You guys are great!
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Old 03-12-2011, 05:58 PM   #15
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I don't have time to look it up but check and see if you can withdraw tax free from the Roth before the money has been in the account for 5 years.
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Old 03-12-2011, 06:46 PM   #16
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I am no expert in Hotel Management, but imagine if I were hiring for hotel management positions, I would strongly prefer someone working their way up from a couple years of $8/hour positions to a recently minted (old) graduate of a Hotel Management degree with no practical experience. Why do you turn your nose up at 8-10 dollar positions and prefer instead to pay for schooling. How much do you know about Hotel Management? I'd be astonished if they like to hire brand new managers fresh out of school, even if they are somewhat older, at top salaries.

As for covering up a 4 year gap in employment with a fictitious self-employed consultant position, you will be immediately eliminated from consideration if anyone asks you for details and figures out what you did. You do want to put your experience in a resume in a favorable way, but if you get caught in a lie, your candidacy is over. If you do get the job and later your fabrication is discovered, most places will fire you for the misrepresentation.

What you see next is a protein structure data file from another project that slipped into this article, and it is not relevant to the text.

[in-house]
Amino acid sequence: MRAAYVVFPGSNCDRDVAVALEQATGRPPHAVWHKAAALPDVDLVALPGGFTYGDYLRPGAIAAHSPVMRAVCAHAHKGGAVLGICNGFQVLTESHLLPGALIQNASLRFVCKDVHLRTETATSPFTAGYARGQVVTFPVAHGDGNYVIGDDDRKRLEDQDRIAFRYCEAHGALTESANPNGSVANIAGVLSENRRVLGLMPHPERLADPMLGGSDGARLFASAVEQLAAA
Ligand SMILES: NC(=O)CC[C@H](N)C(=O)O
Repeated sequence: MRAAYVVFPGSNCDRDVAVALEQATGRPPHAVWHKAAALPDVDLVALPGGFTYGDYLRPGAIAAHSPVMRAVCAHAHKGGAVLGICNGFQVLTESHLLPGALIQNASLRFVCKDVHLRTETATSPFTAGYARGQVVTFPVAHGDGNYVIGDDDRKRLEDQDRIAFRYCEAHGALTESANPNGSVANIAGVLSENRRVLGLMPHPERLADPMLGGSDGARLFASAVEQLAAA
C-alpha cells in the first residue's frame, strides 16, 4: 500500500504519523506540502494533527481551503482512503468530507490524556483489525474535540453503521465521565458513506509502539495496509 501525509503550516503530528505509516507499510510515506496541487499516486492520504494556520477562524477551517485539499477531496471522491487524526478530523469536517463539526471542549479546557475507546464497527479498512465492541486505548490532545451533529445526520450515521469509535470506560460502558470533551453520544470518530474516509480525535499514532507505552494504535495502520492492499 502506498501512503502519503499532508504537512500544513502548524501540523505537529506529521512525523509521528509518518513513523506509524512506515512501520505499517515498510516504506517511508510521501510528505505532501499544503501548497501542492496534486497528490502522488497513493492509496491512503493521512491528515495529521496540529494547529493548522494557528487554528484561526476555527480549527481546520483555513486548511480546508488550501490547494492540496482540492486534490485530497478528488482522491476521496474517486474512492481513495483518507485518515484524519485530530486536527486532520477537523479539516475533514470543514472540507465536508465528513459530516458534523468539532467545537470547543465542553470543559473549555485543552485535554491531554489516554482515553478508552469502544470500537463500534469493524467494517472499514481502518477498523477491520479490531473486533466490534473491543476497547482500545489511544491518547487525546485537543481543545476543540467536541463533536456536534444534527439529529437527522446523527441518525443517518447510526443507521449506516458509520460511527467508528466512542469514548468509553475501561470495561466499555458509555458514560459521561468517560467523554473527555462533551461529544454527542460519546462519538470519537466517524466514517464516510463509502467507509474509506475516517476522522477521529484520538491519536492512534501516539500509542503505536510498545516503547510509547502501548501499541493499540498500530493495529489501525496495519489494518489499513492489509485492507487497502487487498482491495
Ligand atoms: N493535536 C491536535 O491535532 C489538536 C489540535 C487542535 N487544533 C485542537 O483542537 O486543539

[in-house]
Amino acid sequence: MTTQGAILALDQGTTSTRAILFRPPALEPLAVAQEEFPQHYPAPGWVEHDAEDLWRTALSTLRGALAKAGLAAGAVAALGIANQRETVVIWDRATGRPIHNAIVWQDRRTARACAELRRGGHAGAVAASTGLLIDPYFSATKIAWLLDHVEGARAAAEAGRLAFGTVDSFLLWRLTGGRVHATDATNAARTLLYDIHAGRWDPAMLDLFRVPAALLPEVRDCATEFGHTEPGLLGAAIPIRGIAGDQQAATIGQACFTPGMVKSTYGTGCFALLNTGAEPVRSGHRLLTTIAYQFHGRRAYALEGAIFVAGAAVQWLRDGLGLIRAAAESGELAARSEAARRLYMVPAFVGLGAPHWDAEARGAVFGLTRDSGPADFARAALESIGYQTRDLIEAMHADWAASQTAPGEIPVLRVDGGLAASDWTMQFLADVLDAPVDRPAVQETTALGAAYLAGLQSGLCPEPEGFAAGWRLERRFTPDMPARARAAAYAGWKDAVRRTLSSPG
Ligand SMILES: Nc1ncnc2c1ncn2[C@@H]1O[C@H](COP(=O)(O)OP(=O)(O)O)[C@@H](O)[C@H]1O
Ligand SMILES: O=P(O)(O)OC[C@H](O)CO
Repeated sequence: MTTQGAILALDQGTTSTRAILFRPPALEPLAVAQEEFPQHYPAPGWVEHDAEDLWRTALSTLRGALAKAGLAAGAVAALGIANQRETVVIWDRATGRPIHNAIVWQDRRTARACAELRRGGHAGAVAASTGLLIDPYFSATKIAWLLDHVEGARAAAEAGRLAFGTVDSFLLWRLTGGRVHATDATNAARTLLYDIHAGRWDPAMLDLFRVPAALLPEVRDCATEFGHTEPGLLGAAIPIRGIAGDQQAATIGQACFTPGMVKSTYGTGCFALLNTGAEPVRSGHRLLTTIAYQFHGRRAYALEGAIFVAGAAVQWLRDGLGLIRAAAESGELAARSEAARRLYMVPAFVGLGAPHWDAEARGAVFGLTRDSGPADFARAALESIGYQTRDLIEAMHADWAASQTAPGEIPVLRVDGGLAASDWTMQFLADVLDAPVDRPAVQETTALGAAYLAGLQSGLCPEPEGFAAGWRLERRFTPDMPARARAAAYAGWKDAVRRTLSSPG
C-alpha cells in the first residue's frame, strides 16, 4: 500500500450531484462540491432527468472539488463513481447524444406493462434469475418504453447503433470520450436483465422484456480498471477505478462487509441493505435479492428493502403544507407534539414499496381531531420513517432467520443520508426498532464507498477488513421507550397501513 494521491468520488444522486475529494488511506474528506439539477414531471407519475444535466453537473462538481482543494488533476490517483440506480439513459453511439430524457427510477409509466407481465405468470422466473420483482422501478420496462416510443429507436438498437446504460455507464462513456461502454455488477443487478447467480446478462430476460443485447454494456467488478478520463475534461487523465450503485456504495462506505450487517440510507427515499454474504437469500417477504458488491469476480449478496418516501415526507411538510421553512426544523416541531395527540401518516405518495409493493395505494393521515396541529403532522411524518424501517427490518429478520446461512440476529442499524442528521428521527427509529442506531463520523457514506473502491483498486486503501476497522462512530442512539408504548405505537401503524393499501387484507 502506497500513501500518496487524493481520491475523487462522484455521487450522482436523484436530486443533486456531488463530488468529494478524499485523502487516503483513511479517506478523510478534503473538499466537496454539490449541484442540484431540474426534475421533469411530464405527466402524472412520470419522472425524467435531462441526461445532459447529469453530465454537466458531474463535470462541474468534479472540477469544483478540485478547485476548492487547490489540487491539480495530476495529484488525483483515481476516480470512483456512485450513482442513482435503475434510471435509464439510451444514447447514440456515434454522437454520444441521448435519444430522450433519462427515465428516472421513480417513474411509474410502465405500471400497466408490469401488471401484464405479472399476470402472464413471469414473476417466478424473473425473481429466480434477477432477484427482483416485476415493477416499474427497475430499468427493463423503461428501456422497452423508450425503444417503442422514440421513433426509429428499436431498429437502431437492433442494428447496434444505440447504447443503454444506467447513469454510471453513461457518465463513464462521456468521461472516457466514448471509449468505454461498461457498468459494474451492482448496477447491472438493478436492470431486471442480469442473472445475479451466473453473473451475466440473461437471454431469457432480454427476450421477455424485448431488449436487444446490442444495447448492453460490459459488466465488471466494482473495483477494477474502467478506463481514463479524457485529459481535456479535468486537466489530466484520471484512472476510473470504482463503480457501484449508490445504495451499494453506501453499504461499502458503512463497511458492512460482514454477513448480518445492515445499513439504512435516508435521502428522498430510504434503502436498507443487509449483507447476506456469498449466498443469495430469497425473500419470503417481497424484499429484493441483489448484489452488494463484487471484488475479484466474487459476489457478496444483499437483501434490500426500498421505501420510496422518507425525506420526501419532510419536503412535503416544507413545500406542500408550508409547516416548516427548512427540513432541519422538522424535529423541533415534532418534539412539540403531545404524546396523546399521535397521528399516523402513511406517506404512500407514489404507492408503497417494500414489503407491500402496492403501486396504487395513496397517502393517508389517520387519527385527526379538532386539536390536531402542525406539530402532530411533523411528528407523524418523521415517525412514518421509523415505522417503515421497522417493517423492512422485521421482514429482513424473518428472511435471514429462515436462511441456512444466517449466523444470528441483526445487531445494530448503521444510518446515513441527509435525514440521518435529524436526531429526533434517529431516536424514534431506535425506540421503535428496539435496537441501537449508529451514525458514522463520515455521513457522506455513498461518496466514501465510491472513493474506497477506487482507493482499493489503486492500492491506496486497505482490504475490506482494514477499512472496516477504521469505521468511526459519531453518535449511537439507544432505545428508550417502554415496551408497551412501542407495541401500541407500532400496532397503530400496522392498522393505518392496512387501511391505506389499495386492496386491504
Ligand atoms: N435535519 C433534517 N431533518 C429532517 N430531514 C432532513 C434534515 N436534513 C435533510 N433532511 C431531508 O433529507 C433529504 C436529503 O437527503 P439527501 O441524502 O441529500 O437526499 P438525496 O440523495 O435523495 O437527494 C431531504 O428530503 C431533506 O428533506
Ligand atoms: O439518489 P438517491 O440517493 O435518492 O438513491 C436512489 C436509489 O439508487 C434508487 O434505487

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Old 03-12-2011, 07:13 PM   #17
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Hey - growing older -- thanks for a response, though I think you are getting off topic a bit and making some really bad assumptions, i.e. that it's a "fictitious self-employed consultant position."

a) I'm not "turning up my nose" at $8-$10 hour jobs: An $8 per hour doesn't pay for rent, utilities, and medical bills -- much less food. So it's not a full-time option. It is an option only to help curb my draw down on my retirement.

b) I'm well aware that I wouldn't get a top-paying position straight out of school. But I have done my research here on what it would take to get into a major brand management program.
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Old 03-12-2011, 07:34 PM   #18
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Originally Posted by doraflood View Post
.... financial analyst/project manager for the last 20 years! ....